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Coffee is this work-at-home mom’s lifeline. When my drip coffee maker started acting up, I went into cleaning mode. Because of its moist environment, coffeemakers are prone to mold (ew) and to build mineral accumulation from tap water. Clean it every couple of months by “brewing” a solution of equal parts water and white vinegar. Next brew two pots of plain water to rinse out any vinegar residue.
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Did you know that kitchen sponges can harbour more bacteria than your toilet? I know it’s gross, but a five-minute soak in a solution of ¾ cups of bleach in 1 gallon of water will kill 99.9% of the bacteria. While not as effective, you can also sanitize the sponge in the microwave by saturating it in water and heating it on high for 1 minute (but keep an eye on it). If your sponge starts to smell or looks grimy, replace it.
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My favorite food storage containers are ones with a rubber seal, making them virtually leak proof. NSF detected salmonella, yeast, and mold on containers they tested, making them the eighth germiest thing in our kitchen. These are surprisingly easy to clean. Toss them in your dishwasher if they’re dishwasher safe. If washing by hand, make sure to scrub in between all the grooves.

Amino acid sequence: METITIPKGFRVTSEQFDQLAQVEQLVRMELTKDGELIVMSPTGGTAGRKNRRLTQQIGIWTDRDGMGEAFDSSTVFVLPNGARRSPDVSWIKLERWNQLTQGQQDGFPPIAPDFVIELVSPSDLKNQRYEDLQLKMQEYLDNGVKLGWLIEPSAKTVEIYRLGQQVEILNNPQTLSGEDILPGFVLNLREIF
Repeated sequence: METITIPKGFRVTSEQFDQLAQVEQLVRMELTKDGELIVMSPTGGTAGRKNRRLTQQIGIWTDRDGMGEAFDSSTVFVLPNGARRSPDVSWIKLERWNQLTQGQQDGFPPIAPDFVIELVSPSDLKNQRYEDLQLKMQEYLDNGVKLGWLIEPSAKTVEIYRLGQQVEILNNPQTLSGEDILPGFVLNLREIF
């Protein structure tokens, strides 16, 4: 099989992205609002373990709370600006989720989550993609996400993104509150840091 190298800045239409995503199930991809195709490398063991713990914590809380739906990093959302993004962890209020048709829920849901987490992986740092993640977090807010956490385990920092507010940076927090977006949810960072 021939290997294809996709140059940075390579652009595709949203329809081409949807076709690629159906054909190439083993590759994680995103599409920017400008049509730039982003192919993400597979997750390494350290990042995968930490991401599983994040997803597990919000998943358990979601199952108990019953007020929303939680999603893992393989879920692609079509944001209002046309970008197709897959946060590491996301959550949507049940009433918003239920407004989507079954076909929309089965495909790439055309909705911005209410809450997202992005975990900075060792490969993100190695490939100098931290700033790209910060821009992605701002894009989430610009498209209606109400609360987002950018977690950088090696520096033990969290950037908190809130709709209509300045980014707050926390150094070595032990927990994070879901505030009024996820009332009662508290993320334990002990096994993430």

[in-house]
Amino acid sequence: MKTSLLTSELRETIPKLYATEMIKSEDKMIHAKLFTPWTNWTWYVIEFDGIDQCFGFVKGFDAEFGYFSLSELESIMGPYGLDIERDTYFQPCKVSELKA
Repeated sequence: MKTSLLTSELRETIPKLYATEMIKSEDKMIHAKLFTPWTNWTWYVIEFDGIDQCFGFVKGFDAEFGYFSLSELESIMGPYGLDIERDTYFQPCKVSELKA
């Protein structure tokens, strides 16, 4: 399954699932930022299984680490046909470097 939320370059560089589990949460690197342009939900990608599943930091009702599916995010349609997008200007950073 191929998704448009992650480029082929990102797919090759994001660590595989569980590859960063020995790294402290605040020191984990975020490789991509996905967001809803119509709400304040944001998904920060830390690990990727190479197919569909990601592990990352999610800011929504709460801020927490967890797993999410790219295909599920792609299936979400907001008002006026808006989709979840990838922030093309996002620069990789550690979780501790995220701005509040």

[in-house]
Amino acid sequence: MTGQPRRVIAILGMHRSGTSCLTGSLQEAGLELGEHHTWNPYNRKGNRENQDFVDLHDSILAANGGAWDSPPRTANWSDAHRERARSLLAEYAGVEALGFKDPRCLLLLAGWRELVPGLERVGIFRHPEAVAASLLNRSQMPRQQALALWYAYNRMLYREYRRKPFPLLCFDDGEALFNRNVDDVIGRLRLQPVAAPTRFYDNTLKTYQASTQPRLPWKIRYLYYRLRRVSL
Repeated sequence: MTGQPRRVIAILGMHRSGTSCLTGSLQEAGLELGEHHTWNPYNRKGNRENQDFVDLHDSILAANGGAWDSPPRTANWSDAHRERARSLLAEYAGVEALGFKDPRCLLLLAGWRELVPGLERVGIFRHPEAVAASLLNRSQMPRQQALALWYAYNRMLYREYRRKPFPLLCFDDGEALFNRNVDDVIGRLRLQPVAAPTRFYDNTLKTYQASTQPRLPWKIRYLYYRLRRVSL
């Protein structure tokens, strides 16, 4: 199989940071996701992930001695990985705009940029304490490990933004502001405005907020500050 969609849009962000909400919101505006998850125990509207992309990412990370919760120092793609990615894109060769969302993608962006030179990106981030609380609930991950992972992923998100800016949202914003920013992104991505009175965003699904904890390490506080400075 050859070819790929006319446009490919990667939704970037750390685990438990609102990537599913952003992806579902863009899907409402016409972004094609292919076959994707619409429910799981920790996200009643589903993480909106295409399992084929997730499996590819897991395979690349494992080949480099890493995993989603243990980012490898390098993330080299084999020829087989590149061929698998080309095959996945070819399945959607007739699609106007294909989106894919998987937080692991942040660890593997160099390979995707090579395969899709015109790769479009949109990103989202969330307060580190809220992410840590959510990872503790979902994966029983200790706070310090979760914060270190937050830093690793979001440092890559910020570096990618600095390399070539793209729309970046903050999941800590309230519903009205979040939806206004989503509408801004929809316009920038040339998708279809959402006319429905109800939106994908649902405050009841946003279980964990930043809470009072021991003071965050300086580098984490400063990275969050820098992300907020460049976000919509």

The first time I pulled opened my toaster crumb tray, I was shocked at how dirty it was. All those crumbs can invite pests to dine on them or create a fire hazard. Empty the crumb tray weekly. Unplug the toaster before doing any in-depth cleaning. Turn the toaster upside down and shake out crumbs over the sink or trash can. If you’re feeling particularly industrious, use pressurized canned air to clean hard to reach spots.
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The bottom of a kitchen trash can become gross fast. Leaky meat containers or old food can quickly grow bacteria and start to smell. Real Simple recommends taking your trash can outside (or in the bathtub) for a hose down to remove any solid material. Next, spray the can with a disinfectant. Wearing rubber gloves, give the can a good scrub with a toilet brush. Rinse and dry.